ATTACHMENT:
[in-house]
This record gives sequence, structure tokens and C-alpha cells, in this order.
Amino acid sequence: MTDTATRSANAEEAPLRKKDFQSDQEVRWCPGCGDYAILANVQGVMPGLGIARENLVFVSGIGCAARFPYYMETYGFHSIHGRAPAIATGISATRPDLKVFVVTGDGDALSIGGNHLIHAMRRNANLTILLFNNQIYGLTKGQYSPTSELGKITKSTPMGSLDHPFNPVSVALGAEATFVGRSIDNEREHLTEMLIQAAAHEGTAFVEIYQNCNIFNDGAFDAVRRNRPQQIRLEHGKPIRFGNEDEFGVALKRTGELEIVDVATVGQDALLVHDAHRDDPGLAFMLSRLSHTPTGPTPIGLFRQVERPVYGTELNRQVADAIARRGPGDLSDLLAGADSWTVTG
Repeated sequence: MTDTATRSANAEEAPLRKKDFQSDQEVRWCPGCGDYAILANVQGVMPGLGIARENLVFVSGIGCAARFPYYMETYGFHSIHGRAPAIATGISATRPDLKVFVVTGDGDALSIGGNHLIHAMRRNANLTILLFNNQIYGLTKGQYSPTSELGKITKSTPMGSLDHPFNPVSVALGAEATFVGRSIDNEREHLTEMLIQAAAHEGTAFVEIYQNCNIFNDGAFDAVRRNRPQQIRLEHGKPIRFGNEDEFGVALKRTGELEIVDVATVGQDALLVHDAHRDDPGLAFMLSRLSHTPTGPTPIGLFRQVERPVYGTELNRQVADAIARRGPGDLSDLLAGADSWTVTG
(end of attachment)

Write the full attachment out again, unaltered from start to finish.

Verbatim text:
[in-house]
This record gives sequence, structure tokens and C-alpha cells, in this order.
Amino acid sequence: MTDTATRSANAEEAPLRKKDFQSDQEVRWCPGCGDYAILANVQGVMPGLGIARENLVFVSGIGCAARFPYYMETYGFHSIHGRAPAIATGISATRPDLKVFVVTGDGDALSIGGNHLIHAMRRNANLTILLFNNQIYGLTKGQYSPTSELGKITKSTPMGSLDHPFNPVSVALGAEATFVGRSIDNEREHLTEMLIQAAAHEGTAFVEIYQNCNIFNDGAFDAVRRNRPQQIRLEHGKPIRFGNEDEFGVALKRTGELEIVDVATVGQDALLVHDAHRDDPGLAFMLSRLSHTPTGPTPIGLFRQVERPVYGTELNRQVADAIARRGPGDLSDLLAGADSWTVTG
Repeated sequence: MTDTATRSANAEEAPLRKKDFQSDQEVRWCPGCGDYAILANVQGVMPGLGIARENLVFVSGIGCAARFPYYMETYGFHSIHGRAPAIATGISATRPDLKVFVVTGDGDALSIGGNHLIHAMRRNANLTILLFNNQIYGLTKGQYSPTSELGKITKSTPMGSLDHPFNPVSVALGAEATFVGRSIDNEREHLTEMLIQAAAHEGTAFVEIYQNCNIFNDGAFDAVRRNRPQQIRLEHGKPIRFGNEDEFGVALKRTGELEIVDVATVGQDALLVHDAHRDDPGLAFMLSRLSHTPTGPTPIGLFRQVERPVYGTELNRQVADAIARRGPGDLSDLLAGADSWTVTG